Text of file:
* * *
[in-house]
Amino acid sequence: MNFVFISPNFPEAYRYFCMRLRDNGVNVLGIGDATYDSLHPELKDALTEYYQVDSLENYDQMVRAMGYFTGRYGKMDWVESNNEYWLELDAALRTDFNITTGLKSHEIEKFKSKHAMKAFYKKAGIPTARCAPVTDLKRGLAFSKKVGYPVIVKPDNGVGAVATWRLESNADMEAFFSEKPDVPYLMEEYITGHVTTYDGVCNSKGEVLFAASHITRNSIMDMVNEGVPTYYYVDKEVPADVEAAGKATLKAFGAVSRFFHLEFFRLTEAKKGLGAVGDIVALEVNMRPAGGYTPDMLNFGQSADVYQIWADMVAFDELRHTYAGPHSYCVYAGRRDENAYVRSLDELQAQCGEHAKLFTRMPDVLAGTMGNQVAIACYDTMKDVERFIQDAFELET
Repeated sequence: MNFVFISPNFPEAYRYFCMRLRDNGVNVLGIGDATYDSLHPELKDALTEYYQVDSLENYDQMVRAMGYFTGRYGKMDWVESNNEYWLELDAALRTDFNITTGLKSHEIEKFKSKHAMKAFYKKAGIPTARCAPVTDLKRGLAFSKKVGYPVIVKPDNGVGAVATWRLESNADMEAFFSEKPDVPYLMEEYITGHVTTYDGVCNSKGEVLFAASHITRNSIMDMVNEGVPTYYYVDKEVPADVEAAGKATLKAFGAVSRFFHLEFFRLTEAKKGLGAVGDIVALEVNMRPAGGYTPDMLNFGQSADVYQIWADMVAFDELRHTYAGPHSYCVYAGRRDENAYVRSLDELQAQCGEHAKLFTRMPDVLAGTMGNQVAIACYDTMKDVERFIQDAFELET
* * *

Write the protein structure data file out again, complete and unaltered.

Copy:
[in-house]
Amino acid sequence: MNFVFISPNFPEAYRYFCMRLRDNGVNVLGIGDATYDSLHPELKDALTEYYQVDSLENYDQMVRAMGYFTGRYGKMDWVESNNEYWLELDAALRTDFNITTGLKSHEIEKFKSKHAMKAFYKKAGIPTARCAPVTDLKRGLAFSKKVGYPVIVKPDNGVGAVATWRLESNADMEAFFSEKPDVPYLMEEYITGHVTTYDGVCNSKGEVLFAASHITRNSIMDMVNEGVPTYYYVDKEVPADVEAAGKATLKAFGAVSRFFHLEFFRLTEAKKGLGAVGDIVALEVNMRPAGGYTPDMLNFGQSADVYQIWADMVAFDELRHTYAGPHSYCVYAGRRDENAYVRSLDELQAQCGEHAKLFTRMPDVLAGTMGNQVAIACYDTMKDVERFIQDAFELET
Repeated sequence: MNFVFISPNFPEAYRYFCMRLRDNGVNVLGIGDATYDSLHPELKDALTEYYQVDSLENYDQMVRAMGYFTGRYGKMDWVESNNEYWLELDAALRTDFNITTGLKSHEIEKFKSKHAMKAFYKKAGIPTARCAPVTDLKRGLAFSKKVGYPVIVKPDNGVGAVATWRLESNADMEAFFSEKPDVPYLMEEYITGHVTTYDGVCNSKGEVLFAASHITRNSIMDMVNEGVPTYYYVDKEVPADVEAAGKATLKAFGAVSRFFHLEFFRLTEAKKGLGAVGDIVALEVNMRPAGGYTPDMLNFGQSADVYQIWADMVAFDELRHTYAGPHSYCVYAGRRDENAYVRSLDELQAQCGEHAKLFTRMPDVLAGTMGNQVAIACYDTMKDVERFIQDAFELET